Monday, 23 February 2009

Books Worth Reading for the Covers Alone

The title of this blog is slightly tongue-in-cheek; it's not a philosophy I would advocate, to buy books solely based on their covers, but Persephone Books are incredibly pretty and make a welcome addition to any bookcase. Above you will see an image of my burgeoning Persephone collection, both the original dove-grey covers and the new Classics range (printed, in part, to appeal to non-Persephonites, in other bookstores). The one, solitary title on top normally sits behind but will move to a new shelf once my collection grows some more.

I don't believe that one imprint can fully satisfy all of their readers with each book they produce but Persephone are close to it; they only re-publish "neglected masterpieces" that they themselves enjoy and I do think that the passion they have for these books is well-founded. Of the Persephones I have read (below are a list of the ones I own, but not all of them have been read yet) I have enjoyed them all.

#2 Mariana, Monica Dickens (in the Classic format)
#3 Someone at a Distance, Dorothy Whipple (also a Classic edition)
#6 The Victorian Chaise-longue, Marghanita Laski
#16 Saplings, Noel Streatfield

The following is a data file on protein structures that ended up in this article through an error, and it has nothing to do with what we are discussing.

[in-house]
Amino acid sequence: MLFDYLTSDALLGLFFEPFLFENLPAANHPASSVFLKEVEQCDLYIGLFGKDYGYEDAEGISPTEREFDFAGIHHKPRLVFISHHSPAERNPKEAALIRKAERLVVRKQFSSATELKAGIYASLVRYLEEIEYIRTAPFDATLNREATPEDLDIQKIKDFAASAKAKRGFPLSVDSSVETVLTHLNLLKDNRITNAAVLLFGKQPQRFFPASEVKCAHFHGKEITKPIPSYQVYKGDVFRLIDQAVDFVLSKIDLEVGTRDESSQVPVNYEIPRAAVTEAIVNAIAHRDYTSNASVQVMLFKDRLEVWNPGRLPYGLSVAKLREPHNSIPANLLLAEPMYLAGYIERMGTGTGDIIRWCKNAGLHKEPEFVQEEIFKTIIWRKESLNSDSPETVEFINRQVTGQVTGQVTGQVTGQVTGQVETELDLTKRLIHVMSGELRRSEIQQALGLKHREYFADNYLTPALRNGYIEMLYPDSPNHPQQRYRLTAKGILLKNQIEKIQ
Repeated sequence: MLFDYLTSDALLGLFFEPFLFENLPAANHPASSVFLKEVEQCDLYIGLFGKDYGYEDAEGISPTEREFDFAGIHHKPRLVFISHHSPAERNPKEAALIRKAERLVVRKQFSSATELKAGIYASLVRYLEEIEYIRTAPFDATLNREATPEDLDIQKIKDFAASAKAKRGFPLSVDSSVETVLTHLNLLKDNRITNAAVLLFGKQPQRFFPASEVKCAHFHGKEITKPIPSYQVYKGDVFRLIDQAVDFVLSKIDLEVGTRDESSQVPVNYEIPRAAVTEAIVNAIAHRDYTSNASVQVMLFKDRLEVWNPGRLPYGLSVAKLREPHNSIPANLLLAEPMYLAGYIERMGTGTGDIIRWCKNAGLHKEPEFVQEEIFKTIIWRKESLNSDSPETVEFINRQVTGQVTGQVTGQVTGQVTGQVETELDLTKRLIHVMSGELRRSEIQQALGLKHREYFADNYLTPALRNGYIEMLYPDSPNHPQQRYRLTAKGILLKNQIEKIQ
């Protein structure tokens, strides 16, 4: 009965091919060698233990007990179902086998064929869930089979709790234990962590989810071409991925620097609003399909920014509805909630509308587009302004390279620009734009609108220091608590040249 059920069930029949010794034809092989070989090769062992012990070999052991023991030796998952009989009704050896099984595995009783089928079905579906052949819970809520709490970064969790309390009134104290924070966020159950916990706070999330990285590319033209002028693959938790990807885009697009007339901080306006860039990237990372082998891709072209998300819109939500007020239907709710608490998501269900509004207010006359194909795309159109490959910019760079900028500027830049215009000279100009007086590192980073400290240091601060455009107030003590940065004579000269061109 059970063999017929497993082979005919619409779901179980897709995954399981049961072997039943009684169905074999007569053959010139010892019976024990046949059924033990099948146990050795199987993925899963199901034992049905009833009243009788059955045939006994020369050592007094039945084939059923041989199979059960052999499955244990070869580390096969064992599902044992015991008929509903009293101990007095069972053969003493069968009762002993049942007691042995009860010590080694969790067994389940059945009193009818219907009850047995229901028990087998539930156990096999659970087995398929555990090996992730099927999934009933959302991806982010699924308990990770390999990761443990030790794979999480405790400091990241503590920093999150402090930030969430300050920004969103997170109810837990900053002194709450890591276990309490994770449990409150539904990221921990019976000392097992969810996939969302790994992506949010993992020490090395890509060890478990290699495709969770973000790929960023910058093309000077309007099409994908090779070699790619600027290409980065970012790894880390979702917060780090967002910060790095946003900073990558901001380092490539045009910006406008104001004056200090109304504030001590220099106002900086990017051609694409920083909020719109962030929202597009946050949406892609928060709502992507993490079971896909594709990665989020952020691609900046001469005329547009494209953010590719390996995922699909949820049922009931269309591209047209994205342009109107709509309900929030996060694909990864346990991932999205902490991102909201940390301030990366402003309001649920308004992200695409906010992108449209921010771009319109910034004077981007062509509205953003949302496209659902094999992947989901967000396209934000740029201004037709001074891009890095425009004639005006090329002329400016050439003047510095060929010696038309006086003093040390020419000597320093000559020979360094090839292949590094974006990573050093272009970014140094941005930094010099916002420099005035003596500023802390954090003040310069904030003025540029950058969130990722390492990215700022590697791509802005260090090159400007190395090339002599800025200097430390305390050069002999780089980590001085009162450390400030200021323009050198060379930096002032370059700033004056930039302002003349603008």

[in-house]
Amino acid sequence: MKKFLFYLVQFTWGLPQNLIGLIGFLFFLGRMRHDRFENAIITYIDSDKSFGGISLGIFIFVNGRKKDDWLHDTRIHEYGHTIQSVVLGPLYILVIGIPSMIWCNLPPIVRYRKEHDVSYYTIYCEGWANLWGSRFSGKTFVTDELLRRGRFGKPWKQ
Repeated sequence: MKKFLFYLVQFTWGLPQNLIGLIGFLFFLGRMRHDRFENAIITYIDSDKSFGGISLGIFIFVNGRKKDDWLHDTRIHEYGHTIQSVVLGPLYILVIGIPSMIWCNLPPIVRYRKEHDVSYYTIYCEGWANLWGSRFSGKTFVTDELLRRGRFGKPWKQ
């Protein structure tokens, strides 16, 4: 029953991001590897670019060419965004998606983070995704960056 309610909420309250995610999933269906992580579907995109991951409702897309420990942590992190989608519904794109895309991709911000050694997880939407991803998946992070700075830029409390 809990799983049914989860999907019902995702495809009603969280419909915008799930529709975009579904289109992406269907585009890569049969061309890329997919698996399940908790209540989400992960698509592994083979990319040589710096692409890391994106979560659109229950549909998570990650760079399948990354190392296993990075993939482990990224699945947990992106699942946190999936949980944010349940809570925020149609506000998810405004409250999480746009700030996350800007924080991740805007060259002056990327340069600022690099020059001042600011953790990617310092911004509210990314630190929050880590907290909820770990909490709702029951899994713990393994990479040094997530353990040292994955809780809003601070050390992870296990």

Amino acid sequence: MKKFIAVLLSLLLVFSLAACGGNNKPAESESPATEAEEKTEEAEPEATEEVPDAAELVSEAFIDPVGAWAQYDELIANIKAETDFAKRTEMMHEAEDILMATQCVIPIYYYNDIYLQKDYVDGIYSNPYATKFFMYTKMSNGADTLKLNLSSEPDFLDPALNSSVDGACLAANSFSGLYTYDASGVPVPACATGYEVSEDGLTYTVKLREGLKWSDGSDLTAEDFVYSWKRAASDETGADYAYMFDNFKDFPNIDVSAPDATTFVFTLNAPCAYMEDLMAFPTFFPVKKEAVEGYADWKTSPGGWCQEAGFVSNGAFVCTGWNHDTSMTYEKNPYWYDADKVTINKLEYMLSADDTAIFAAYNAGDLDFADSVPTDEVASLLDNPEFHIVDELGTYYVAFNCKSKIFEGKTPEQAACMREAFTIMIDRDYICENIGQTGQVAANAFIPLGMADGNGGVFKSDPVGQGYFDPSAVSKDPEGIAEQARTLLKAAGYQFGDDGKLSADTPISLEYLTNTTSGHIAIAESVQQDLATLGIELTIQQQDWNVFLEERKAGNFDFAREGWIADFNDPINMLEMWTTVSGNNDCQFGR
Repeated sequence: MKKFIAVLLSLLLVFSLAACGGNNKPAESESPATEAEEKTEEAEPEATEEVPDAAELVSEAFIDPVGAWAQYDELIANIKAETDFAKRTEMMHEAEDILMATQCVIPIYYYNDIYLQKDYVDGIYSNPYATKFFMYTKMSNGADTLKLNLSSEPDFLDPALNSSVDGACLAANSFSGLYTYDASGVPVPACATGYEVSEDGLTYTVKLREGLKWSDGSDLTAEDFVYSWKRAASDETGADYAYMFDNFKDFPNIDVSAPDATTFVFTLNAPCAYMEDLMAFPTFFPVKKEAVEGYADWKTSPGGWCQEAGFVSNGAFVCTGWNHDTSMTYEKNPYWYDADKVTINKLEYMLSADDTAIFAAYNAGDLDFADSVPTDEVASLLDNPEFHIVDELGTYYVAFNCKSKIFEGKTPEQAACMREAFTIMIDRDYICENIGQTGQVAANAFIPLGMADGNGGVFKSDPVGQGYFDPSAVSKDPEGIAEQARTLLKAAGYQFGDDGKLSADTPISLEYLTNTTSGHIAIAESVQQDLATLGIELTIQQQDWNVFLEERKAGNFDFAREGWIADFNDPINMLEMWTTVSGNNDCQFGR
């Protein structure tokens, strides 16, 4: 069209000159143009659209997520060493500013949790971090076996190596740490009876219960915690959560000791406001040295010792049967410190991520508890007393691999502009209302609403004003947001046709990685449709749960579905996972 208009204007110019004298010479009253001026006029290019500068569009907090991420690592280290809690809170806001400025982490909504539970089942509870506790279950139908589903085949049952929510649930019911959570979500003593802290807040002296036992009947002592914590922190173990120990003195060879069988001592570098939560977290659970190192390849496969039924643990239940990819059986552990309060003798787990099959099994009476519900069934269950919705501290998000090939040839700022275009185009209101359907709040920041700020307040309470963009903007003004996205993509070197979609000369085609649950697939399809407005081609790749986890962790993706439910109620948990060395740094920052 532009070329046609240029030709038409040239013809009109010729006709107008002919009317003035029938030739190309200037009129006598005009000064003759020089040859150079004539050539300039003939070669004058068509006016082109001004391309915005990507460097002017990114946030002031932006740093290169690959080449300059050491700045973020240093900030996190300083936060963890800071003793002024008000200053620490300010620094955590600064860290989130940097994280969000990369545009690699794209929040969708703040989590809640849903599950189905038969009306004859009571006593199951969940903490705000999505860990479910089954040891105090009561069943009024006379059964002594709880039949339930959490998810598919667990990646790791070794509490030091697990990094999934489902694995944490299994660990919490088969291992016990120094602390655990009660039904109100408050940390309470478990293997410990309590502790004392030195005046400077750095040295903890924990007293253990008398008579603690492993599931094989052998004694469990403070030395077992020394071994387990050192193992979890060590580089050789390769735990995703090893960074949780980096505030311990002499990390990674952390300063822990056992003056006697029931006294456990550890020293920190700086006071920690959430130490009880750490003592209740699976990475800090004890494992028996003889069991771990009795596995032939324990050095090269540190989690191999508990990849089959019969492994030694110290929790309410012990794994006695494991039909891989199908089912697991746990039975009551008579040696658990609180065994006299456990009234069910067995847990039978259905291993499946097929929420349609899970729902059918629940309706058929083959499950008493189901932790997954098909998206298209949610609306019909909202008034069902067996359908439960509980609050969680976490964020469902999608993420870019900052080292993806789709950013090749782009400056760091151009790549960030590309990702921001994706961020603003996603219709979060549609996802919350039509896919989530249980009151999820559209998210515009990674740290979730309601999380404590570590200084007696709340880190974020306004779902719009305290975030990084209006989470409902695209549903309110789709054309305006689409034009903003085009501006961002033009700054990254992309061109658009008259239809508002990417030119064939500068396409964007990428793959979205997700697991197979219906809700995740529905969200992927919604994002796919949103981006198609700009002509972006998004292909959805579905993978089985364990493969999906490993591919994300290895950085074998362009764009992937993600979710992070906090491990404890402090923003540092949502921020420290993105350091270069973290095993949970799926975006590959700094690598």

#21 Miss Pettigrew Lives for a Day, Winifred Watson (Classic)
#24 Family Roundabout, Richmal Crompton
#28 Little Boy Lost, Marghanita Laski (Classic)
#41 Hostages to Fortune, Elizabeth Cambridge
#53 Lady Rose and Mrs Memmary, Ruby Ferguson
#56 They Were Sisters, Dorothy Whipple
#63 Princes in the Land, Joanna Cannan
#71 The Shuttle, Frances Hodgson Burnett
#73 The Young Pretender, Edith Henrietta Fowler
#78 A Very Great Profession, Nicola Beauman (Persephone's founder)


StuckInABook said...

A wonderful selection!

Paperback Reader said...

Thank you!

verity said...


The one thing I am unsure about is as to whether I like the republished "Persephone Classics" with completely different covers.

I think making beautiful editions is something that publishers are waking up to; there is lots of beauitful republishing going on. I suppose its similar in a way to having a series that looks the same, so you want to be "completist" and have them all.

But then, I work a bit with rare books, and back in the 18th/19th century it was common to have your books looking the same - you bought them without covers and had them bound to your taste! (well, if you were rich!)

Paperback Reader said...

I prefer the dove grey covers myself but some of the Classics are lovely, cheaper, and are probably more accessible to the non Persephone reader.